He acknowledged that democratic parties have made a lot of mistakes. “But boycotting them, who did not have enough support [in the previous parliament] anyway, is the dumbest thing,” Alamanov wrote.

Public activists also called on people to go and vote, saying that no choice would be perfect but not even trying to change the country is worse.

Tough negotiations or new vote

Although Gerb is set to have a quarter of the 240 MPs in the new parliament, the party will face tough negotiations to secure a majority. The DPS is seen as Gerb’s natural partner as the two parties collaborated unofficially for years, and jointly put an end to the previous government. However, that would not be enough and the two partners need at least one more party to join.

The other pro-Western formation, CC-DB, has repeatedly said it will not negotiate with nor join a coalition with Gerb and the DPS based on its bad experience in the last government. CC-DB’s members have accused the leaders of Gerb and DPS – Borissov and Peevski – of being responsible for the collapse of the last government and for blocking judicial reforms and the appointment of managers of key state regulators. 

Despite their unhappy history in the last government, members of Gerb and CC-DB have indicated that talks are not completely excluded, but CC-DB wants guarantees that the DPS will not be included in decision-making.

Even so, neither a Gerb/DPS or a Gerb/CC-DB coalition would have enough seats for a majority. 

Theoretically, Gerb and the DPS could join forces with ITN or get the unofficial support of Vazrazhdane. However, these options have the potential to provoke a new wave of protests in the country and could cost Gerb support.

Borissov has indicated he is ready to return to power but only if Gerb gets enough seats in parliament for a stable majority. This means that the party might choose to provoke new elections in the autumn, hoping to benefit from an even lower turnout.

There is speculation that Gerb and the DPS could use the intervening months to make key appointments at state regulators that would give them access to real power over the next decade, as well as the comfort of not being pursued for involvement in corruption.

Political crisis delays eurozone entry

If Bulgaria again fails to get a regular government after the June 9 vote, that would significantly delay its entry to the eurozone and the lifting of land borders in the Schengen area.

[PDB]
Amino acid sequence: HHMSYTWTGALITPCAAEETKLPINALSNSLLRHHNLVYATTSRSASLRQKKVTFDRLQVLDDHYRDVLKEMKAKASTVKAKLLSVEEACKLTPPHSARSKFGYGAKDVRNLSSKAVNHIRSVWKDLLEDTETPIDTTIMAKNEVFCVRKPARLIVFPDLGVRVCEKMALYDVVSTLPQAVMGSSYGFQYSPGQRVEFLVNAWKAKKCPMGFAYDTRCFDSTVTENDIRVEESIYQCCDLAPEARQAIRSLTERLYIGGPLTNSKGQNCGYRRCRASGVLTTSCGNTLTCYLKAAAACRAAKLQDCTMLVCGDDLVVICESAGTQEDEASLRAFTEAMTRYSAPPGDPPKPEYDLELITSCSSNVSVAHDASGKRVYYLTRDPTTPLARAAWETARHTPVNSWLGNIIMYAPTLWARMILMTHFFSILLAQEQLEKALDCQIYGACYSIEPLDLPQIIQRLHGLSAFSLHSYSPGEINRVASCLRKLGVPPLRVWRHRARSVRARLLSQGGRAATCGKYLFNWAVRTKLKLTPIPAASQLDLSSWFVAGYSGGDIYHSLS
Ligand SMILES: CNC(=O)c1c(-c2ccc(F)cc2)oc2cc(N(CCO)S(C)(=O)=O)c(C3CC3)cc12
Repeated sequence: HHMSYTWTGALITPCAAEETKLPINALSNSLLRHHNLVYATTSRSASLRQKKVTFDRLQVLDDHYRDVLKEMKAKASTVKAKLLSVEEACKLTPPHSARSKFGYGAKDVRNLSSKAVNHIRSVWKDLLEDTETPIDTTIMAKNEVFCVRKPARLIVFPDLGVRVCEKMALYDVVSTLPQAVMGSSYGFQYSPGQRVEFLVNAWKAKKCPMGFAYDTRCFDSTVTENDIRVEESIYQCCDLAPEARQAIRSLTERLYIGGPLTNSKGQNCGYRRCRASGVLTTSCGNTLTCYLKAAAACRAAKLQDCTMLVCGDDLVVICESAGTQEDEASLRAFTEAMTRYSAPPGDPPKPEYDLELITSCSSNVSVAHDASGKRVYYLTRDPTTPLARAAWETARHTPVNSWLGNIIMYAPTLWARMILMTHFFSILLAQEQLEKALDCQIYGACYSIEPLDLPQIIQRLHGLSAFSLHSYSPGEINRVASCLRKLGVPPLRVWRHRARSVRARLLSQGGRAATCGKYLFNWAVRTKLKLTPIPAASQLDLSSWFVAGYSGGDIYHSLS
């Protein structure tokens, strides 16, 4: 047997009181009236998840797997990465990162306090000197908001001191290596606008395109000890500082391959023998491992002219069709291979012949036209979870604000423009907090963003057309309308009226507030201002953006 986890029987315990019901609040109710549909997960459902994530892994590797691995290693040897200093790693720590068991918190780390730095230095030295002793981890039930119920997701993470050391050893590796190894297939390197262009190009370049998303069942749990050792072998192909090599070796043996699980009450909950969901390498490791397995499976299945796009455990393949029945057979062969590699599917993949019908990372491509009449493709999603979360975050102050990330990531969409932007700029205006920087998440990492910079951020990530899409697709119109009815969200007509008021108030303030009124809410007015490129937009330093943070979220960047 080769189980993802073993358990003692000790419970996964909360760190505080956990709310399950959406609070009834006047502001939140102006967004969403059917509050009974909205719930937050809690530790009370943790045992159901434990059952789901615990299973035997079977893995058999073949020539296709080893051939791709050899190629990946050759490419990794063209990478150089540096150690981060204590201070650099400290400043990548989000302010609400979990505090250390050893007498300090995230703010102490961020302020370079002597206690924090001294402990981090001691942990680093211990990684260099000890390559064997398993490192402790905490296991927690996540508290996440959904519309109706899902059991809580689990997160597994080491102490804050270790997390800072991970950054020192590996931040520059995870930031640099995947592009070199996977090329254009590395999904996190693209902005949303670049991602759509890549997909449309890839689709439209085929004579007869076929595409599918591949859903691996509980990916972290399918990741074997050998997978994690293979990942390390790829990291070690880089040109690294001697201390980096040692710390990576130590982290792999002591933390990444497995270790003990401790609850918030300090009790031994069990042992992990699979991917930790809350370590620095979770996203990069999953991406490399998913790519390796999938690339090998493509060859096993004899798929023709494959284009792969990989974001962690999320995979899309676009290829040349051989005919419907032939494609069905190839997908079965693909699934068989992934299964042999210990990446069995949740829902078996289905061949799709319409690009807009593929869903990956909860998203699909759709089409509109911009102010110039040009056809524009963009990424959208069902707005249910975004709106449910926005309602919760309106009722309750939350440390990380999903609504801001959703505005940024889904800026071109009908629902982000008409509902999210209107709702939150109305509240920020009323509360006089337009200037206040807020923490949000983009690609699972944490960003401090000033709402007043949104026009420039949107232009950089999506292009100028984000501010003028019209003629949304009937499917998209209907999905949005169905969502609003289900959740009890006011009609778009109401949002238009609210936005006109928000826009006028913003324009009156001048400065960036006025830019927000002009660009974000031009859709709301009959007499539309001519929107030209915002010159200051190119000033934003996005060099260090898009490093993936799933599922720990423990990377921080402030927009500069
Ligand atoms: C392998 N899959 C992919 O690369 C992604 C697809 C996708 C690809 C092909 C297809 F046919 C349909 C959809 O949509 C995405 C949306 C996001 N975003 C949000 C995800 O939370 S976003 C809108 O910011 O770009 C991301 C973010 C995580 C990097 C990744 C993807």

According to experts, the country will meet the last criterion for the eurozone by the end of this year – to have low inflation – but that would not be enough to get a green light if it does not have a stable regular government.

On the other hand, longer governance by caretaker cabinets could put the country away from its pro-Western orbit and increase Russian influence in the country. President Rumen Radev has been openly pro-Russian since the start of war in Ukraine. 

There are also questions over the orientation of current caretaker Prime Minister Dimitar Glavchev, after he was revealed to have attempted to change Bulgaria’s vote for UN’s resolution on Srebrenica genocide in favour of Serbia and Russia’s demands.

Glavchev sent a last-minute instruction to Bulgaria’s representative in the UN General Assembly, Lachezara Stoeva, not to back the resolution but to abstain. However, Stoeva refused to comply with this instruction and supported the resolution. It was widely speculated that Glavchev has acted upon instructions from Borissov, and that Borissov in turn was pressured by Serbia’s President Aleksandar Vucic. 

An extended political crisis could also help pro-Russian parties gain more support, and Vazrazhdane has the potential to become the second-largest political formation in parliament.

If Bulgaria gets a Gerb-DPS-led coalition and a regular government, the most likely option at present, the country’s perspectives for reforms and progress towards the eurozone and full Schengen entry remain low and the country seems to be heading towards an even deeper political crisis.